Hi there--I’m Lindsey, I’m 27 and live in Georgia. While my home state is the top peanut-producer in the US, I had never been to a peanut farm. You probably haven’t either, so when I was lucky enough to go on a trip to a Virginia peanut farm with the National Peanut Board, I thought you’d like to hear about the experience.
Jeffrey and Stephanie Pope, fourth generation peanut farmers, hosted me and my group and are some of the nicest people I’ve met.
We started our trip bright and early, taking a 90 minute bus ride from Richmond, to a little town called Drewryville. We pulled up to Hope & Harmony Farms, the Pope’s beautiful 1,700 acres of farmland, with a gorgeous white house with green shutters, a golden retriever sitting out front and stunning peanut fields in the background. I thought this perfectly picturesque scene had to be staged – but it wasn’t. This is really where Stephanie, Jeffrey and their two kids live.
First, we met Jeffrey. He talked about the Hope & Harmony Farms history and how his grandfather had farmed on the very same land he farms on today. Of course, his grandfather had to farm using mules and pitchforks, but now, many farmers like Jeffrey use high tech tractors with GPS technology to help improve their accuracy and produce the best yields. Using this advanced technology, the Popes can grow around 1.75 million pounds of peanuts per year.
We asked Jeffrey, why grow peanuts? Peanuts have nitrogen-fixing properties and are a great rotation crop for farmers. They are also extremely water efficient. To grow one ounce of peanuts, you need 4.7 gallons of water. Other nuts, like walnuts, take 73 gallons to grow one ounce and almonds require 80 gallons –it’s no wonder why farmers love growing peanuts.
Peanut farmers start their planting process in late April/early May. They keep the plants irrigated and healthy for nearly 5 months. When it’s time for harvest in late September/early October, they use a special tractor which has knives that cut the root underground and pull the peanut plant out of the ground. It then shakes the dirt off and inverts the peanut plant to dry in the sun before harvesting. Jeffrey dug up a row of peanuts for us and we were able to taste fresh-from-the-ground, green peanuts. At this point, the peanuts taste more beany than nutty; they are legumes after all!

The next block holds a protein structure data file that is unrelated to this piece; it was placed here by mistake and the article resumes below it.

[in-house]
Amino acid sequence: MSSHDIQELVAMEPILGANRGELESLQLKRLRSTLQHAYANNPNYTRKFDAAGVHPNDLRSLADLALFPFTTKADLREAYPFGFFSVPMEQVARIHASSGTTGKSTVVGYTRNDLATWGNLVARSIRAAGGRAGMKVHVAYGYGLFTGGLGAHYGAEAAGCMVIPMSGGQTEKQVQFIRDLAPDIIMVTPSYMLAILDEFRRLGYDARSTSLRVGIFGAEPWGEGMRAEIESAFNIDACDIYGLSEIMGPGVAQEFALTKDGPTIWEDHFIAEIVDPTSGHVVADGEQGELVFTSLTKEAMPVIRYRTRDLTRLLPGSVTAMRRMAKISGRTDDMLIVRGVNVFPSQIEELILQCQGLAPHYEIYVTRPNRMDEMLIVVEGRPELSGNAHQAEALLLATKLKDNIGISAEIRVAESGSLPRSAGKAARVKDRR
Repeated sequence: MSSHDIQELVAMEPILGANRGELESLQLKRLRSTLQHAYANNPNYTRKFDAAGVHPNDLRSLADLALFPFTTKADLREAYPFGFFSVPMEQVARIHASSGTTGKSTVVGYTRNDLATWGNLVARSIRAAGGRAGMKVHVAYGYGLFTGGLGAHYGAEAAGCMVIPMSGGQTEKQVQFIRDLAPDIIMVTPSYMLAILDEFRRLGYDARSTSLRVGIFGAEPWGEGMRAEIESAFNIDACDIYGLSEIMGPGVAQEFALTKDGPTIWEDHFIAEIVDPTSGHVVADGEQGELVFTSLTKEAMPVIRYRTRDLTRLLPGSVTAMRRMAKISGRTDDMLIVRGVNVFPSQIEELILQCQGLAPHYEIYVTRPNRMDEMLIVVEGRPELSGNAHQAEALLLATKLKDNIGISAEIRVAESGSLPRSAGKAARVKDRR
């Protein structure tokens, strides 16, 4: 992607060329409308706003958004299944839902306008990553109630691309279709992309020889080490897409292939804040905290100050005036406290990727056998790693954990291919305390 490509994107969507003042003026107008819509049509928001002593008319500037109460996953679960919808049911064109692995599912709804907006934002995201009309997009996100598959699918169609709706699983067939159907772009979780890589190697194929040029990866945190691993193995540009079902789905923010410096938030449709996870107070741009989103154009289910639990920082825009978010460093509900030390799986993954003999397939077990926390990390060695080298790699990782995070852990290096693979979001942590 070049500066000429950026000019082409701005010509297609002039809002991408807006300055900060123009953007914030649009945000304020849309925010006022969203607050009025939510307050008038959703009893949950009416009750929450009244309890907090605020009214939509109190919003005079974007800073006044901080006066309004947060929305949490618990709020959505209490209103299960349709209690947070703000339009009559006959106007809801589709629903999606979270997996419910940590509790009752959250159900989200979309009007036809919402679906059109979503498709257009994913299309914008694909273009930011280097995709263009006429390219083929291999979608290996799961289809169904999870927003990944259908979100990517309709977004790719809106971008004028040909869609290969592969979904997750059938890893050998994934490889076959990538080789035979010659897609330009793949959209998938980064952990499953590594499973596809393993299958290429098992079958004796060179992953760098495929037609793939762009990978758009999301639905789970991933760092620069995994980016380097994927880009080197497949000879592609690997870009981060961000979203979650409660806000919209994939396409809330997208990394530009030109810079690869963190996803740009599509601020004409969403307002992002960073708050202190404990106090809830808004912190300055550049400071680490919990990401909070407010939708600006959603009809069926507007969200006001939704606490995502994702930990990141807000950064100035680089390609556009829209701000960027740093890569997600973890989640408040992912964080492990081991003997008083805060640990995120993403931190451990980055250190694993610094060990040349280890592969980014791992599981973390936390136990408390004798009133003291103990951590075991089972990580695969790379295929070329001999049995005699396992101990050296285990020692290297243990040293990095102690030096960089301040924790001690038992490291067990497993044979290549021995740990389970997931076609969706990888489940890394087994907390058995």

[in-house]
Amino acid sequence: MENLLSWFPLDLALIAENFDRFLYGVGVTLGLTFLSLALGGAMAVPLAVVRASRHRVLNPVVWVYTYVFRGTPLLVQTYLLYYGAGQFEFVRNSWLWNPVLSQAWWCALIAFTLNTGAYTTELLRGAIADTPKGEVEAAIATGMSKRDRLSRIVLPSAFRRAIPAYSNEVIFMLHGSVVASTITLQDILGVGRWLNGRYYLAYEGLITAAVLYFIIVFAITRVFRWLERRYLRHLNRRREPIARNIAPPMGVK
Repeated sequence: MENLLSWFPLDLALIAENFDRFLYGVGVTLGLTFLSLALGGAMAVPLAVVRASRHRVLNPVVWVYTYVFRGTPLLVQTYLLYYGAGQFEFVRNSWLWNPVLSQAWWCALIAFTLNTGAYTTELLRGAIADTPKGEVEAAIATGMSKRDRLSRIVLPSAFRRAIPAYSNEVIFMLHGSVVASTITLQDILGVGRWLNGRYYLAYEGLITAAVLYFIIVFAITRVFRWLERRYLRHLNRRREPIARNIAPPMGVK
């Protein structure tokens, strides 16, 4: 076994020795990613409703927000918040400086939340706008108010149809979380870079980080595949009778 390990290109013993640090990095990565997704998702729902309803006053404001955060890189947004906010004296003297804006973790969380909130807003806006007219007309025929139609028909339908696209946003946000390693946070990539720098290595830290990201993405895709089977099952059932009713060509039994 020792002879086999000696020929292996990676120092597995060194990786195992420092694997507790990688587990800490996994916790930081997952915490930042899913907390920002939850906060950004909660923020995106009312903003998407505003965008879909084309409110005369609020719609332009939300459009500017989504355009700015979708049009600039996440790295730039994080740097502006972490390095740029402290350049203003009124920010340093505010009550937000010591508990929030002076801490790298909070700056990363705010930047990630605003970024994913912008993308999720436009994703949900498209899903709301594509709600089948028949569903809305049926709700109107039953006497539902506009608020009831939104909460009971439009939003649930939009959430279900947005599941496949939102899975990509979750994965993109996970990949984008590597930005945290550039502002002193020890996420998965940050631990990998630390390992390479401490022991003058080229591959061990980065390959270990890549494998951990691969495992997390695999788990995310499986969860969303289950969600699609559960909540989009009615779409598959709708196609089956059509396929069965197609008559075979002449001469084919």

We then met Stephanie, who handles the marketing and selling of the peanuts. She walked us over to her small 1,500 square foot facility completely run by 5-7 people. Everything is done by hand or with the assistance of antique equipment that Stephanie says is more reliable for her than computerized machines. Every order they receive is cooked and shipped that same day. They oil roast, custom season, package and label 500 - 700 pounds of peanuts per day.
After listening to both Jeffrey and Stephanie talk about their livelihood, it was apparent that they have deep respect and love for their land. They take pride in caring and tending to their farm– and it’s not easy work. Farmers truly are the backbone of the world, feeding themselves, their families and their communities.